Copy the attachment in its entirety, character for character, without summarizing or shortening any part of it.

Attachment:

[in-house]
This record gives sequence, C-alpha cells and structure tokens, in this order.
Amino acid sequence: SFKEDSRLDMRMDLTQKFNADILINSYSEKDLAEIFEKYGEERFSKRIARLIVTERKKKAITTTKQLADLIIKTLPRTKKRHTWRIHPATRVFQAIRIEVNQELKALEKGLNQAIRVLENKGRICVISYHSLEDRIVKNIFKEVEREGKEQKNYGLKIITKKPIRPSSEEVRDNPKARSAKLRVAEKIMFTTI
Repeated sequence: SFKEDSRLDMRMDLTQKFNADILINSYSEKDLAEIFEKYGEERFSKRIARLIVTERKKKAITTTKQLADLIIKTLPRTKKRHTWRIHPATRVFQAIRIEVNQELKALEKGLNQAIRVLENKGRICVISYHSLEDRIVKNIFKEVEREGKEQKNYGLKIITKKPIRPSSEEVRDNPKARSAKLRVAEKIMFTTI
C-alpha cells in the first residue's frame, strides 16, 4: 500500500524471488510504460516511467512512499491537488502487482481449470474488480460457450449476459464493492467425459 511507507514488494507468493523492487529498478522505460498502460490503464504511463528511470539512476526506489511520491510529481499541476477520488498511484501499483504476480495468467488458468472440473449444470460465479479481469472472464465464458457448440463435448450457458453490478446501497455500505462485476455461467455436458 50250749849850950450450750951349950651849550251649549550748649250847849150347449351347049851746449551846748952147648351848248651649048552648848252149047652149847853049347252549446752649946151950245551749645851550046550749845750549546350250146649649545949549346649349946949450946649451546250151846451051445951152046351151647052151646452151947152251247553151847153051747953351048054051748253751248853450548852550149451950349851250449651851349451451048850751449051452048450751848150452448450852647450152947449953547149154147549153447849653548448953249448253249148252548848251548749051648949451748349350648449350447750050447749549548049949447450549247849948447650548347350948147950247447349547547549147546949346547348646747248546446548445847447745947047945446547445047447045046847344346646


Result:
[in-house]
This record gives sequence, C-alpha cells and structure tokens, in this order.
Amino acid sequence: SFKEDSRLDMRMDLTQKFNADILINSYSEKDLAEIFEKYGEERFSKRIARLIVTERKKKAITTTKQLADLIIKTLPRTKKRHTWRIHPATRVFQAIRIEVNQELKALEKGLNQAIRVLENKGRICVISYHSLEDRIVKNIFKEVEREGKEQKNYGLKIITKKPIRPSSEEVRDNPKARSAKLRVAEKIMFTTI
Repeated sequence: SFKEDSRLDMRMDLTQKFNADILINSYSEKDLAEIFEKYGEERFSKRIARLIVTERKKKAITTTKQLADLIIKTLPRTKKRHTWRIHPATRVFQAIRIEVNQELKALEKGLNQAIRVLENKGRICVISYHSLEDRIVKNIFKEVEREGKEQKNYGLKIITKKPIRPSSEEVRDNPKARSAKLRVAEKIMFTTI
C-alpha cells in the first residue's frame, strides 16, 4: 500500500524471488510504460516511467512512499491537488502487482481449470474488480460457450449476459464493492467425459 511507507514488494507468493523492487529498478522505460498502460490503464504511463528511470539512476526506489511520491510529481499541476477520488498511484501499483504476480495468467488458468472440473449444470460465479479481469472472464465464458457448440463435448450457458453490478446501497455500505462485476455461467455436458 50250749849850950450450750951349950651849550251649549550748649250847849150347449351347049851746449551846748952147648351848248651649048552648848252149047652149847853049347252549446752649946151950245551749645851550046550749845750549546350250146649649545949549346649349946949450946649451546250151846451051445951152046351151647052151646452151947152251247553151847153051747953351048054051748253751248853450548852550149451950349851250449651851349451451048850751449051452048450751848150452448450852647450152947449953547149154147549153447849653548448953249448253249148252548848251548749051648949451748349350648449350447750050447749549548049949447450549247849948447650548347350948147950247447349547547549147546949346547348646747248546446548445847447745947047945446547445047447045046847344346646